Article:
Between his promising introduction and his lackluster conclusion, Hall's focus wanders, never providing a comprehensive narrative or thematic structure. The first chapter serves as a general introduction to the war and to women's early roles in preparing the armies for service. The argument here is that in a hastily raised volunteer army, women also had to volunteer to clothe, feed, and supply the troops. The second half of the chapter focuses on the role of battlefront nurses, but the chapter as a whole offers little beyond a synthesis of previous secondary work. This ground has been covered by Jane Schultz, Elizabeth Leonard, Nina Silber, and Jeanie Attie, among others, and with greater detail and analysis. Hall's second chapter, "In the Field and On the March," offers perhaps the most concerted effort at interpretation, providing four categories, or types, of non-combatant "soldiering women": or daughters (or mothers) of the regiment, who boosted morale in the training camps; vivandieres or cantinieres, who provided a variety of camp and field support services; battlefield nurses; and field hospital nurses. By expanding the definition of "soldier" beyond simply combat roles, Hall greatly enlarges the scope of women's military contribution to the Civil War armies beyond Blanton and Cook's tight focus on combat soldiers, serving as a welcome addition to the scholarship.
After chapter 2, Hall's book becomes more diffuse and problematic. Chapters on foot soldiers and horse soldiers repeat much of the material from Blanton and Cook in much less detail; moreover, he presents many dubious stories from primary sources without substantiation. Hall also gets some basic facts wrong in these middle chapters. In chapter 5, "The Secret Service: Spies, Scouts, and Saboteurs," Hall relies on outdated scholarship and primary sources which exaggerate the threat posed by the Northern anti-war organization sometimes known as the Knights of the Golden Circle and equates them directly with northern Democrats, few of whom had any involvement with any clandestine groups. In chapter 7, "Casualties of War: Battlefield, Prison, and Hospital," Hall claims that the, "last major war on the American continent had been the War of 1812" (p. 137), apparently not acknowledging the Mexican War of 1846-48 as a "major" war, or (worse) conflating the "American continent" with the United States. The last three chapters are downright puzzling, as Hall wanders through a series of "myths and apocryphal stories," case studies (which Hall labels "historical detective work"), and stories of African American women at war. These chapters have the distinct feel of being tacked on at the end--a final miscellany in a terminally unorganized book. It is not that the stories presented in these chapters are uninteresting or unimportant, but the reader is left wondering what to make of them, as Hall offers no guiding hand.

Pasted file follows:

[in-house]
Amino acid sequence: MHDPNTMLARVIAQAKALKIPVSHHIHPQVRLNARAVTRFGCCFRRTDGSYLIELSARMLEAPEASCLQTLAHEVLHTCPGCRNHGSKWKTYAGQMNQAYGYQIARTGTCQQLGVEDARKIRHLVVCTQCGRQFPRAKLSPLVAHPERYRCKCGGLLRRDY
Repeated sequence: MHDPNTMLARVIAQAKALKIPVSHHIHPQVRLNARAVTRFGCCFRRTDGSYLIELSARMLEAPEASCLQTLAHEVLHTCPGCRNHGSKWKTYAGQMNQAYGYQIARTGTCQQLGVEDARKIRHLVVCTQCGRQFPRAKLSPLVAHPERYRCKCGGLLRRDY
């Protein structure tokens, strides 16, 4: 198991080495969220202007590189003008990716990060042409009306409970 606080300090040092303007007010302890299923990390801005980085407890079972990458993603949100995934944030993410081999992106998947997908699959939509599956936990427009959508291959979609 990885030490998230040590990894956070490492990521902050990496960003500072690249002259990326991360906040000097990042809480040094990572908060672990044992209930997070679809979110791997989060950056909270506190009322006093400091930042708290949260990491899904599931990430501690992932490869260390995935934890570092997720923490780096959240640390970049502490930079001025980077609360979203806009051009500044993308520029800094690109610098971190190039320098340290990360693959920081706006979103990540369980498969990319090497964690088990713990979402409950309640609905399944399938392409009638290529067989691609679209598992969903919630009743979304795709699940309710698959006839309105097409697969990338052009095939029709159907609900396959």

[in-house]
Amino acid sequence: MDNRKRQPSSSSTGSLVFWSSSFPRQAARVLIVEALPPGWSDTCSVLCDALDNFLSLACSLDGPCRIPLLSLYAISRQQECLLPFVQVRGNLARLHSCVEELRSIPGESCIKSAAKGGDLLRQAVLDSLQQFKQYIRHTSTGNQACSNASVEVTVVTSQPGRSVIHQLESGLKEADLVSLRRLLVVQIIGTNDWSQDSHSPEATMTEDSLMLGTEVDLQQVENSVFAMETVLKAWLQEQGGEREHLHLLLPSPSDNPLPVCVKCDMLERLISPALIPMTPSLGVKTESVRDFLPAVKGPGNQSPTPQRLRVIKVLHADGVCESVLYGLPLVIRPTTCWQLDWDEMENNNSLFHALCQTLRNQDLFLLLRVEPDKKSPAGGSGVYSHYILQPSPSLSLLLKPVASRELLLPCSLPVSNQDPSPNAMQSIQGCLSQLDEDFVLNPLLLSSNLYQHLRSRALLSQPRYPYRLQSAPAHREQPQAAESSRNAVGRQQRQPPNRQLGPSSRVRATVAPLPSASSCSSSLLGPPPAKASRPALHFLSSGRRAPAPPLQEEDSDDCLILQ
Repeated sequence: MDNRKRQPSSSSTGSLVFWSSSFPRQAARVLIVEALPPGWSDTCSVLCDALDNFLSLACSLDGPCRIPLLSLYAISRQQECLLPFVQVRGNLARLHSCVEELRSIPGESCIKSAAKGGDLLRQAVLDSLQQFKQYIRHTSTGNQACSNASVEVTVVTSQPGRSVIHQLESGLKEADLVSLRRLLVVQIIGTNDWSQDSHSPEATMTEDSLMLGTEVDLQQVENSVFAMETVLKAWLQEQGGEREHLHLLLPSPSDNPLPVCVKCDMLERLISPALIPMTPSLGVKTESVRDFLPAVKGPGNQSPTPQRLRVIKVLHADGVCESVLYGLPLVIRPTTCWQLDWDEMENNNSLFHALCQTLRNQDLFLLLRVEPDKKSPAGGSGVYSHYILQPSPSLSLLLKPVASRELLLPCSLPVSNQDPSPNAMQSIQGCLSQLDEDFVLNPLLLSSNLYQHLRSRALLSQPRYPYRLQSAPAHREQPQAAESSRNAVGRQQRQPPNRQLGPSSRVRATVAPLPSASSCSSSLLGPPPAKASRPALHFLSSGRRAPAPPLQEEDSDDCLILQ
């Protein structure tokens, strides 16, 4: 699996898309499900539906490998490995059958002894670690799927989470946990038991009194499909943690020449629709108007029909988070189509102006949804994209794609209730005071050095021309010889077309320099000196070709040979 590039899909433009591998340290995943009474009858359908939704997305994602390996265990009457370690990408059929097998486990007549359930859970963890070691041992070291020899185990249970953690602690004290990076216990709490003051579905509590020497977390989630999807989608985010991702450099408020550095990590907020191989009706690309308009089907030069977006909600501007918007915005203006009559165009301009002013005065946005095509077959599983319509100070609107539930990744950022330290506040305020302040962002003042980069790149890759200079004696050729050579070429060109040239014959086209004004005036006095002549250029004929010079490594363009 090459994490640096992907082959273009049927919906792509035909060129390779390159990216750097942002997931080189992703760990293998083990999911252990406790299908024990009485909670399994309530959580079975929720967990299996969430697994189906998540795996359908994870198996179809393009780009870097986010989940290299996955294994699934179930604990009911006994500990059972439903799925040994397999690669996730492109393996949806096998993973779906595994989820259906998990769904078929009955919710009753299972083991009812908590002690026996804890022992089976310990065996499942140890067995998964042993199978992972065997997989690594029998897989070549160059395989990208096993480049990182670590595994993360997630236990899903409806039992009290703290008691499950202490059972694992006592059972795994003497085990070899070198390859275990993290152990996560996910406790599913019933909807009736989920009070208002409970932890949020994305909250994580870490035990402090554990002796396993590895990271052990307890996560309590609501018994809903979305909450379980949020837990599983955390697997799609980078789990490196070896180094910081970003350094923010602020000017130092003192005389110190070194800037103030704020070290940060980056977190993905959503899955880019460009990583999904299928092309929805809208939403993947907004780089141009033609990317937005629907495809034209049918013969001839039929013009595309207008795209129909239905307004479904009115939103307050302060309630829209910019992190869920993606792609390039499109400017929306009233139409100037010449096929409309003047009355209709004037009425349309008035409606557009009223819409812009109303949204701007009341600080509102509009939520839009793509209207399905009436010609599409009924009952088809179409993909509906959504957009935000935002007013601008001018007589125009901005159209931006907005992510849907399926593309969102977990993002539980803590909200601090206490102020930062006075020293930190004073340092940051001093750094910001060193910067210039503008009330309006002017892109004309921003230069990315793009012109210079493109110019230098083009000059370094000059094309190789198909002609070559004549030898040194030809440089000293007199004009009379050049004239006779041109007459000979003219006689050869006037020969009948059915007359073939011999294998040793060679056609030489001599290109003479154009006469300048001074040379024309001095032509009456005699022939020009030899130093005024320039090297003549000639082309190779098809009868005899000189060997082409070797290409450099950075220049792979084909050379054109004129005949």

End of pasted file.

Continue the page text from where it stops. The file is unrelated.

Aside from organizational and occasional factual issues, Hall's writing itself is sometimes problematic, lapsing into a conversational tone that is too casual and colloquial to be taken seriously. In many cases, a conscientious editor (especially at a university press) should have caught many of these lapses, including the phrases "pretty much," (p. 32) and "hooked up with" (p. 74) in the main body of the text. Hall also casually references Internet sites and more than one "online article" in his main text, presenting them uncritically as sources whose credibility is on par with primary documents and scholarly work. Hall's reliance on the Internet is probably the most problematic aspect of his research. Hall even discusses his use of Google searches as a research technique within the main body of his text. This is the sort of sidebar that should be reserved for a footnote, and then with many qualms that Hall does not seem to feel. Equally disconcerting is the fact that, of the thirty-six websites cited in his notes, only about a dozen could be comfortably described as scholarly, and four were no longer accessible when checked (two of which Hall even acknowledges in his notes as no longer extant). Otherwise, Hall's research appears to be solid, which makes his heavy use of the public-domain Internet all the more puzzling--it will likely be a sticking point for many readers. In a period of increased sensitivity to scholastic integrity, this sort of casual research is inexcusable, and immediately puts Hall on thin ice.
Despite their many flaws, Blanton and Cook, and Richard Hall have most centrally succeeded in making a case for greater numbers of female soldiers in the Civil War than has previously been suggested. Blanton and Cook propose hundreds, and Hall's expanded definition of "soldiering women" suggests thousands. In their heavy reliance on anecdotes to move their narratives forward, both books have also amassed a detailed look at the specific circumstances under which many women experienced military life. If both books rely a bit too heavily on stories that cannot be fully substantiated, they at least paint a vivid picture of the likely range of experiences faced by female soldiers. In particular, Hall's extremely comprehensive Appendix A, "Honor Roll of Civil War Service," will be consulted long after the rest of his book has outlived its usefulness.